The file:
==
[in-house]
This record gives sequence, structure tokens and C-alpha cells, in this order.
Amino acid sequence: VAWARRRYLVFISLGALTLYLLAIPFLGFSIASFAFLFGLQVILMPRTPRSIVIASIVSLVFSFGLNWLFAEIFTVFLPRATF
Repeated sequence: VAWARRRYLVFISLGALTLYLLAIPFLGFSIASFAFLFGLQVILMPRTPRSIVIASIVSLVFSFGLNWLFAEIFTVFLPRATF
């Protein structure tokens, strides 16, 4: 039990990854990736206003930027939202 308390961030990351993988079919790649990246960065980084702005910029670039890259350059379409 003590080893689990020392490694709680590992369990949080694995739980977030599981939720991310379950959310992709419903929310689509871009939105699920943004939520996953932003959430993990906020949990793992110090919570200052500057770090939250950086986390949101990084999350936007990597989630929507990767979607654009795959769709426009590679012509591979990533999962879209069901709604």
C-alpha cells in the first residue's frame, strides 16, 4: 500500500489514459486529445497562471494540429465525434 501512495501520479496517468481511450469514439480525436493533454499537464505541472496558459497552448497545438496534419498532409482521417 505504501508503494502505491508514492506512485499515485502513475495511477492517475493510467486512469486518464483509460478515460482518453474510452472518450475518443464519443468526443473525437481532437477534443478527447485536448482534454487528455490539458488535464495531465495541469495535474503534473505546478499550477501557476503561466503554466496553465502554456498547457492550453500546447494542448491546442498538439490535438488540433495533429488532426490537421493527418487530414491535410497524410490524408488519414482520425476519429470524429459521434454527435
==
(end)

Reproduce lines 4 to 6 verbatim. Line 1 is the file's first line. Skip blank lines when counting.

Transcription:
Repeated sequence: VAWARRRYLVFISLGALTLYLLAIPFLGFSIASFAFLFGLQVILMPRTPRSIVIASIVSLVFSFGLNWLFAEIFTVFLPRATF
């Protein structure tokens, strides 16, 4: 039990990854990736206003930027939202 308390961030990351993988079919790649990246960065980084702005910029670039890259350059379409 003590080893689990020392490694709680590992369990949080694995739980977030599981939720991310379950959310992709419903929310689509871009939105699920943004939520996953932003959430993990906020949990793992110090919570200052500057770090939250950086986390949101990084999350936007990597989630929507990767979607654009795959769709426009590679012509591979990533999962879209069901709604």
C-alpha cells in the first residue's frame, strides 16, 4: 500500500489514459486529445497562471494540429465525434 501512495501520479496517468481511450469514439480525436493533454499537464505541472496558459497552448497545438496534419498532409482521417 505504501508503494502505491508514492506512485499515485502513475495511477492517475493510467486512469486518464483509460478515460482518453474510452472518450475518443464519443468526443473525437481532437477534443478527447485536448482534454487528455490539458488535464495531465495541469495535474503534473505546478499550477501557476503561466503554466496553465502554456498547457492550453500546447494542448491546442498538439490535438488540433495533429488532426490537421493527418487530414491535410497524410490524408488519414482520425476519429470524429459521434454527435